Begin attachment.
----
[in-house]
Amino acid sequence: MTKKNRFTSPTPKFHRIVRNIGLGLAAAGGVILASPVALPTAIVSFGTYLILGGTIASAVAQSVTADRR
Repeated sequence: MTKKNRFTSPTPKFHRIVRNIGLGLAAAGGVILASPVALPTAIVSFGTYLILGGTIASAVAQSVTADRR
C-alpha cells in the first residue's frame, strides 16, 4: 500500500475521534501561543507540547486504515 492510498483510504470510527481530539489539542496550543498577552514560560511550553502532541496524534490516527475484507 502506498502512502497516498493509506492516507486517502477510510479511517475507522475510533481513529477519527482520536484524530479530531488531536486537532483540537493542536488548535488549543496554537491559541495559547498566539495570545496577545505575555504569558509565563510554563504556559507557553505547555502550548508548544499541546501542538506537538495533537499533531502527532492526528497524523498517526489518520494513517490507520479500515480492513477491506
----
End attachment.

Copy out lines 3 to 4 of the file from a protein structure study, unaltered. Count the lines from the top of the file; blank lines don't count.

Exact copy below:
Repeated sequence: MTKKNRFTSPTPKFHRIVRNIGLGLAAAGGVILASPVALPTAIVSFGTYLILGGTIASAVAQSVTADRR
C-alpha cells in the first residue's frame, strides 16, 4: 500500500475521534501561543507540547486504515 492510498483510504470510527481530539489539542496550543498577552514560560511550553502532541496524534490516527475484507 502506498502512502497516498493509506492516507486517502477510510479511517475507522475510533481513529477519527482520536484524530479530531488531536486537532483540537493542536488548535488549543496554537491559541495559547498566539495570545496577545505575555504569558509565563510554563504556559507557553505547555502550548508548544499541546501542538506537538495533537499533531502527532492526528497524523498517526489518520494513517490507520479500515480492513477491506